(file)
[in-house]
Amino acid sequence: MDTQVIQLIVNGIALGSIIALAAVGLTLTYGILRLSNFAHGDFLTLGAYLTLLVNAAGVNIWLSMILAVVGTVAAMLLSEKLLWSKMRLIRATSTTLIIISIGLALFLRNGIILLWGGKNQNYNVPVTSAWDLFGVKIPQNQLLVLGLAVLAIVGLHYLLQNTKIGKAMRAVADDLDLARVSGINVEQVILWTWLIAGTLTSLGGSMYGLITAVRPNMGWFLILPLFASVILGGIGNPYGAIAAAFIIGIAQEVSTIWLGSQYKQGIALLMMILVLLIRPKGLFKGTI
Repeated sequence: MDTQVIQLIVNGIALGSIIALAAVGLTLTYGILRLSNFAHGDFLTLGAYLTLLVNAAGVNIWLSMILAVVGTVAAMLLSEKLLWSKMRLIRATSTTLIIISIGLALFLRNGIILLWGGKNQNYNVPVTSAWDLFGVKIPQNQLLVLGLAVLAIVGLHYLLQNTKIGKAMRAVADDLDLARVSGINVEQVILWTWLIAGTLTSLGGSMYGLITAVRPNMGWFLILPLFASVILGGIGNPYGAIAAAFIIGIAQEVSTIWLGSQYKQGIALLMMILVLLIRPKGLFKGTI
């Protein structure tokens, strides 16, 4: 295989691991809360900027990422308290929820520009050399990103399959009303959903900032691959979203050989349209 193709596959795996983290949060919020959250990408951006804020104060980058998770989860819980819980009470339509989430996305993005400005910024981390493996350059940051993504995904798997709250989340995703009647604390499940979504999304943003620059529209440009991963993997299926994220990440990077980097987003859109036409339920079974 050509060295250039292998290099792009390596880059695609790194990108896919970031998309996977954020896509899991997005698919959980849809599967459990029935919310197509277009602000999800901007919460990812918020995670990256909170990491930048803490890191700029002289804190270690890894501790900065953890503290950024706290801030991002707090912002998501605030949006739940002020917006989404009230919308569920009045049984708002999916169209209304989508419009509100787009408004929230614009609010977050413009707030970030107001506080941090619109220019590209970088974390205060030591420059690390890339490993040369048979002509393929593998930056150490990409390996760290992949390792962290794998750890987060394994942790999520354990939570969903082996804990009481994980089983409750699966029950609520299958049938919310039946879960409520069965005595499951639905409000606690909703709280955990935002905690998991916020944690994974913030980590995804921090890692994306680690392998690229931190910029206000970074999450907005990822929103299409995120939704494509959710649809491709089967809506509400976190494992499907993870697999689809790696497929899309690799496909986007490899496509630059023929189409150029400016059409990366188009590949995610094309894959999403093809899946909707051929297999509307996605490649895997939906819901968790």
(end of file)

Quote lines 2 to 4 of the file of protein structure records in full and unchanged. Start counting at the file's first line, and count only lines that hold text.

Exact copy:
Amino acid sequence: MDTQVIQLIVNGIALGSIIALAAVGLTLTYGILRLSNFAHGDFLTLGAYLTLLVNAAGVNIWLSMILAVVGTVAAMLLSEKLLWSKMRLIRATSTTLIIISIGLALFLRNGIILLWGGKNQNYNVPVTSAWDLFGVKIPQNQLLVLGLAVLAIVGLHYLLQNTKIGKAMRAVADDLDLARVSGINVEQVILWTWLIAGTLTSLGGSMYGLITAVRPNMGWFLILPLFASVILGGIGNPYGAIAAAFIIGIAQEVSTIWLGSQYKQGIALLMMILVLLIRPKGLFKGTI
Repeated sequence: MDTQVIQLIVNGIALGSIIALAAVGLTLTYGILRLSNFAHGDFLTLGAYLTLLVNAAGVNIWLSMILAVVGTVAAMLLSEKLLWSKMRLIRATSTTLIIISIGLALFLRNGIILLWGGKNQNYNVPVTSAWDLFGVKIPQNQLLVLGLAVLAIVGLHYLLQNTKIGKAMRAVADDLDLARVSGINVEQVILWTWLIAGTLTSLGGSMYGLITAVRPNMGWFLILPLFASVILGGIGNPYGAIAAAFIIGIAQEVSTIWLGSQYKQGIALLMMILVLLIRPKGLFKGTI
């Protein structure tokens, strides 16, 4: 295989691991809360900027990422308290929820520009050399990103399959009303959903900032691959979203050989349209 193709596959795996983290949060919020959250990408951006804020104060980058998770989860819980819980009470339509989430996305993005400005910024981390493996350059940051993504995904798997709250989340995703009647604390499940979504999304943003620059529209440009991963993997299926994220990440990077980097987003859109036409339920079974 050509060295250039292998290099792009390596880059695609790194990108896919970031998309996977954020896509899991997005698919959980849809599967459990029935919310197509277009602000999800901007919460990812918020995670990256909170990491930048803490890191700029002289804190270690890894501790900065953890503290950024706290801030991002707090912002998501605030949006739940002020917006989404009230919308569920009045049984708002999916169209209304989508419009509100787009408004929230614009609010977050413009707030970030107001506080941090619109220019590209970088974390205060030591420059690390890339490993040369048979002509393929593998930056150490990409390996760290992949390792962290794998750890987060394994942790999520354990939570969903082996804990009481994980089983409750699966029950609520299958049938919310039946879960409520069965005595499951639905409000606690909703709280955990935002905690998991916020944690994974913030980590995804921090890692994306680690392998690229931190910029206000970074999450907005990822929103299409995120939704494509959710649809491709089967809506509400976190494992499907993870697999689809790696497929899309690799496909986007490899496509630059023929189409150029400016059409990366188009590949995610094309894959999403093809899946909707051929297999509307996605490649895997939906819901968790």